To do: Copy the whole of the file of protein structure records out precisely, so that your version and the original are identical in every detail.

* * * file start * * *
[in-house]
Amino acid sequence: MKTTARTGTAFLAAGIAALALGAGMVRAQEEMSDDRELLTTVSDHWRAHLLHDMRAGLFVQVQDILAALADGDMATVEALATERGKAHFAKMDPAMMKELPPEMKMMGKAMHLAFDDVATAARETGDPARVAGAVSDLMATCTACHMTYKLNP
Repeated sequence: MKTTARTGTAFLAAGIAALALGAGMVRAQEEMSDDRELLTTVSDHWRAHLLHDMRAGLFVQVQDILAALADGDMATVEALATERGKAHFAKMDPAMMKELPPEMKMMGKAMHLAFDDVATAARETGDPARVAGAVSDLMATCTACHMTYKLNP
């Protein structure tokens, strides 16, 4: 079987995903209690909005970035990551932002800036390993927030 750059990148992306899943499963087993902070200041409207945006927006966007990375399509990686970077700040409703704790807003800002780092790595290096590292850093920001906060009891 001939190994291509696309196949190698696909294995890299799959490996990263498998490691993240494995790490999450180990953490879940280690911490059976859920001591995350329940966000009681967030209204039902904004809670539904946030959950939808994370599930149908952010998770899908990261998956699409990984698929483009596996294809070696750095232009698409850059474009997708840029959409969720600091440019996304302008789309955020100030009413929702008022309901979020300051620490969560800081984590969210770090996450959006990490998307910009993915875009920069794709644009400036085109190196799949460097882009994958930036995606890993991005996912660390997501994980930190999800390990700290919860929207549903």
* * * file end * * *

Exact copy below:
[in-house]
Amino acid sequence: MKTTARTGTAFLAAGIAALALGAGMVRAQEEMSDDRELLTTVSDHWRAHLLHDMRAGLFVQVQDILAALADGDMATVEALATERGKAHFAKMDPAMMKELPPEMKMMGKAMHLAFDDVATAARETGDPARVAGAVSDLMATCTACHMTYKLNP
Repeated sequence: MKTTARTGTAFLAAGIAALALGAGMVRAQEEMSDDRELLTTVSDHWRAHLLHDMRAGLFVQVQDILAALADGDMATVEALATERGKAHFAKMDPAMMKELPPEMKMMGKAMHLAFDDVATAARETGDPARVAGAVSDLMATCTACHMTYKLNP
């Protein structure tokens, strides 16, 4: 079987995903209690909005970035990551932002800036390993927030 750059990148992306899943499963087993902070200041409207945006927006966007990375399509990686970077700040409703704790807003800002780092790595290096590292850093920001906060009891 001939190994291509696309196949190698696909294995890299799959490996990263498998490691993240494995790490999450180990953490879940280690911490059976859920001591995350329940966000009681967030209204039902904004809670539904946030959950939808994370599930149908952010998770899908990261998956699409990984698929483009596996294809070696750095232009698409850059474009997708840029959409969720600091440019996304302008789309955020100030009413929702008022309901979020300051620490969560800081984590969210770090996450959006990490998307910009993915875009920069794709644009400036085109190196799949460097882009994958930036995606890993991005996912660390997501994980930190999800390990700290919860929207549903």